According to a December 3, 2003 report by the GAO, Exelon’s Dresden 1 and Zion 1&2
Illinois reactors may not have sufficient funds accrued in trust to cover “expected baseline” costs of closure (reactor “decommissioning”). Five of Exelon’s non-Illinois reactors will have insufficient funds. If economic forecasts are wrong, Dresden 2&3 and Quad Cities 1&2 may also have insufficient funds. Taxpayers and ratepayers -- beware!
According to Crain’s Chicago Business, because of utility de-regulation in the late 1990s,
Illinois nuclear utilities received $6-$11 billion in “stranded cost” recovery payments because of excessive nuclear reactor construction.
While ComEd lobbyists fought for such “stranded cost” recovery in the Illinois
Legislature, they bitterly and repeatedly opposed legislation to establish an Illinois “renewable energy portfolio standard” (RPS); and after joining a voluntary state RPS program in 2004, ComEd/Exelon withdrew in 2005. They blocked important state wind
power legislation in 2010; and opposed renewal of the wind production tax credit at the federal level in 2012, which was making wind power cheaper for customers than power generated from Exelon’s nuclear plants.
ComEd/Exelon received a rate increase in 2007 of ~24%; and in 2010 requested $396
million. By buying electricity from its affiliate Exelon Nuclear, some of this money will be used to support new reactors.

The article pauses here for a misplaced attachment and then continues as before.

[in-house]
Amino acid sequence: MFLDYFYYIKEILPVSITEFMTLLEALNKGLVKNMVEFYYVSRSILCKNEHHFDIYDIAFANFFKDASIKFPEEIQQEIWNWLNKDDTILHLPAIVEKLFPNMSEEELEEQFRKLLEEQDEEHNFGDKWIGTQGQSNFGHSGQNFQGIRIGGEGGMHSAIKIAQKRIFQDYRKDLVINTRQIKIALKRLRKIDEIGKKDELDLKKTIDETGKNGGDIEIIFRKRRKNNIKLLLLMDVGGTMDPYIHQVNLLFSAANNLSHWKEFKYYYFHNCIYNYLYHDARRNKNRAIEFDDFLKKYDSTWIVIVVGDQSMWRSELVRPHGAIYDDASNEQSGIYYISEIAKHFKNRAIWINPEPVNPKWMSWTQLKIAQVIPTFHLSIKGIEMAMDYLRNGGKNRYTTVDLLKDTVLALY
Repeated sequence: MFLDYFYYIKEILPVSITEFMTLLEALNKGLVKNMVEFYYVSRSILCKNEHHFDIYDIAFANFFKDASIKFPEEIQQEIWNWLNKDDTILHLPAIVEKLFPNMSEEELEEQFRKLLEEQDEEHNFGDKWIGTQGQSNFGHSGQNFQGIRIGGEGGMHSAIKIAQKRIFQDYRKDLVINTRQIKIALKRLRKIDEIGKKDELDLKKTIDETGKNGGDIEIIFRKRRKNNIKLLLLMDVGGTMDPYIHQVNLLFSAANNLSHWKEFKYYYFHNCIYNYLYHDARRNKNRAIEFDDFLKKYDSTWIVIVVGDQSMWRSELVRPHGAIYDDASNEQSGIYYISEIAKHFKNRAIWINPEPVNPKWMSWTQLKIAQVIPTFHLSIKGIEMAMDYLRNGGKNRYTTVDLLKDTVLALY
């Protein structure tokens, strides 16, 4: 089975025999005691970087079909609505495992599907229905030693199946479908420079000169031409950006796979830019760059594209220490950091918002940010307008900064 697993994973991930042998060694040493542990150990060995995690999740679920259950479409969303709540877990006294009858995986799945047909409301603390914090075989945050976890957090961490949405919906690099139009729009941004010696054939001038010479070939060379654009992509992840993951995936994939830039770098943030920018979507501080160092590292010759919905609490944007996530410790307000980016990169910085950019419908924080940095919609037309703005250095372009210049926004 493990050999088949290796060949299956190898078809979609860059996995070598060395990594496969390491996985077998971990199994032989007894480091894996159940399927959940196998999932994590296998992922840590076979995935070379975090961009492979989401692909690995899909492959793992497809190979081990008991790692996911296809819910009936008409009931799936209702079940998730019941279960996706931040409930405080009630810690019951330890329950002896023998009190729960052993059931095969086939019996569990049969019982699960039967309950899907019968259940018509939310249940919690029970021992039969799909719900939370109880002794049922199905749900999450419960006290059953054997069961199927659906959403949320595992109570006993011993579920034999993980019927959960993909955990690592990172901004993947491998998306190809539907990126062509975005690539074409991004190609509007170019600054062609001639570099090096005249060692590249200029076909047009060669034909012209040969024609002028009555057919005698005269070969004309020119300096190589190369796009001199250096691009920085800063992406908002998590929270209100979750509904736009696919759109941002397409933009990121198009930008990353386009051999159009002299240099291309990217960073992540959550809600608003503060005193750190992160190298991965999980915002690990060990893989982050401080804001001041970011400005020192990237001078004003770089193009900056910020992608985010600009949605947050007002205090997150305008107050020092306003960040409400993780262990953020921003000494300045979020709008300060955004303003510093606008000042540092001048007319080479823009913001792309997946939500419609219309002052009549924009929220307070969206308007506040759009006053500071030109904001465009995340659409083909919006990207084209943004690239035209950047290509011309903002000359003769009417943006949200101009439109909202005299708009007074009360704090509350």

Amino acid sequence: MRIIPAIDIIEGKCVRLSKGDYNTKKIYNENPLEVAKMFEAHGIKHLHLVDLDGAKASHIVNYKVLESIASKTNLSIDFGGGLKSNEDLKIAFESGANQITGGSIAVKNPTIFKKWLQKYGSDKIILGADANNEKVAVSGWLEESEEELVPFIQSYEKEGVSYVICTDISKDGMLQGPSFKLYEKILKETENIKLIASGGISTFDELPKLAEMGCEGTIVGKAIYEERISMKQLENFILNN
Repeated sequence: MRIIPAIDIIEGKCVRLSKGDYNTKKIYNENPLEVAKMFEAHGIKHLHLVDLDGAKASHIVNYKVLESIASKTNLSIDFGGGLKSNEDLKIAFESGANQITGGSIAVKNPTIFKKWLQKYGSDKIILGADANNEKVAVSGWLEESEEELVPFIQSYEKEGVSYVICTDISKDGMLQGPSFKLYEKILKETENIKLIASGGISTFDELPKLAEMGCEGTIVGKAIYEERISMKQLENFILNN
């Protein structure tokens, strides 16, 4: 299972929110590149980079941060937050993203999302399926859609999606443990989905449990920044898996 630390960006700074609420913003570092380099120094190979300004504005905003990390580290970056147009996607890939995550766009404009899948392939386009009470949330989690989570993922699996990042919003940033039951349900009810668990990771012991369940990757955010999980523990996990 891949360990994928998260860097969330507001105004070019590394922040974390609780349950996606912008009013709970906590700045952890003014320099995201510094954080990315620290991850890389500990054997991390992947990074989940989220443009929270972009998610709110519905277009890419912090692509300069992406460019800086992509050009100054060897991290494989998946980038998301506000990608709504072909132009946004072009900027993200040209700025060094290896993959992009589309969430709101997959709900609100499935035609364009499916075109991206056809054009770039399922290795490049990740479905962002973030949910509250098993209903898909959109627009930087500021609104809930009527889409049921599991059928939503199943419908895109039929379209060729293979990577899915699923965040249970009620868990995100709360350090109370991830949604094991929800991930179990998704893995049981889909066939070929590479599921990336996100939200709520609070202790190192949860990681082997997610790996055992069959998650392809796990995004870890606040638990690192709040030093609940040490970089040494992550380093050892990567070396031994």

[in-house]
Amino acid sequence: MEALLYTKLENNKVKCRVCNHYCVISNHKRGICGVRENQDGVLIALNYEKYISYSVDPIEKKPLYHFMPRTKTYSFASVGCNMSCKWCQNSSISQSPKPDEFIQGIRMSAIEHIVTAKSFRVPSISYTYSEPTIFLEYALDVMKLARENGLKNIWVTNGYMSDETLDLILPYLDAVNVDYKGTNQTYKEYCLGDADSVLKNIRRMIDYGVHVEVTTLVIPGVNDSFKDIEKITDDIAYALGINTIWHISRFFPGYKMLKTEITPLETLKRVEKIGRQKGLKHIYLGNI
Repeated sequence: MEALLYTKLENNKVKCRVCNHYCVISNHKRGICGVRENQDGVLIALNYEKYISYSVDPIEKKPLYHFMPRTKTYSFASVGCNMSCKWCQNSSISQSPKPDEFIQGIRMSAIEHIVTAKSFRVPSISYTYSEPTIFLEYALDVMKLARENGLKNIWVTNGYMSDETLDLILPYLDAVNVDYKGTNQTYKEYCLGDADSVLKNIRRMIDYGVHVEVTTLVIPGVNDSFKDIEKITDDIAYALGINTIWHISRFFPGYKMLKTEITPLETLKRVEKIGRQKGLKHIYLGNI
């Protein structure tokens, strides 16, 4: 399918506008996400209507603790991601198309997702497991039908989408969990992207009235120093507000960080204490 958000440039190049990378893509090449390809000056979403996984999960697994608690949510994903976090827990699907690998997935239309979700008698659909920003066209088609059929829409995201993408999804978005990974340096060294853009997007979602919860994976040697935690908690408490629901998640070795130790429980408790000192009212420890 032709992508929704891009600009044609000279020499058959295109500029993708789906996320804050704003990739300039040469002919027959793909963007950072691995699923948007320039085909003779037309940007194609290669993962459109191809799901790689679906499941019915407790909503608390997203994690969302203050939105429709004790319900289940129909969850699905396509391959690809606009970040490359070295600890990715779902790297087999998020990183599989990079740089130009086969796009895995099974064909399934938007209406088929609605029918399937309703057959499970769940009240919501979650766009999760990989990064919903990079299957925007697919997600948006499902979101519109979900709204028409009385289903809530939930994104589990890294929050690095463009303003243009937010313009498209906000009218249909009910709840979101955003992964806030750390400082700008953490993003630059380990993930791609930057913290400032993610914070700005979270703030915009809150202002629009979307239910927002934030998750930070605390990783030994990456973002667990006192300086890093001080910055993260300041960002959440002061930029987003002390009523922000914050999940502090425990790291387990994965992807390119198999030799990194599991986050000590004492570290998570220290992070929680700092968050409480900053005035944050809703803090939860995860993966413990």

In 2007 Exelon announced plans for the early “decommissioning” – tear-down and
removal -- of the two shuttered, contaminated Zion nuclear reactors on the shore of Lake Michigan. The economic collapse put this plan on hold; but work began in 2011. Three years after starting work, the parent company of the subsidiary Exelon chose to perform its “model decommissioning,” is near bankruptcy, has changed three CEOs and 2 CFOs in the past 2 years, and has yet to have an auditor in place for the $860 million project. No independent public review of expenditures exists.
Illinois produces more “spent” nuclear fuel (“high-level” radioactive wastes, HLRW)
each year than any other state. Exelon reactors have produced >8,000 tons of “spent” fuel to date, all stored onsite at each reactor.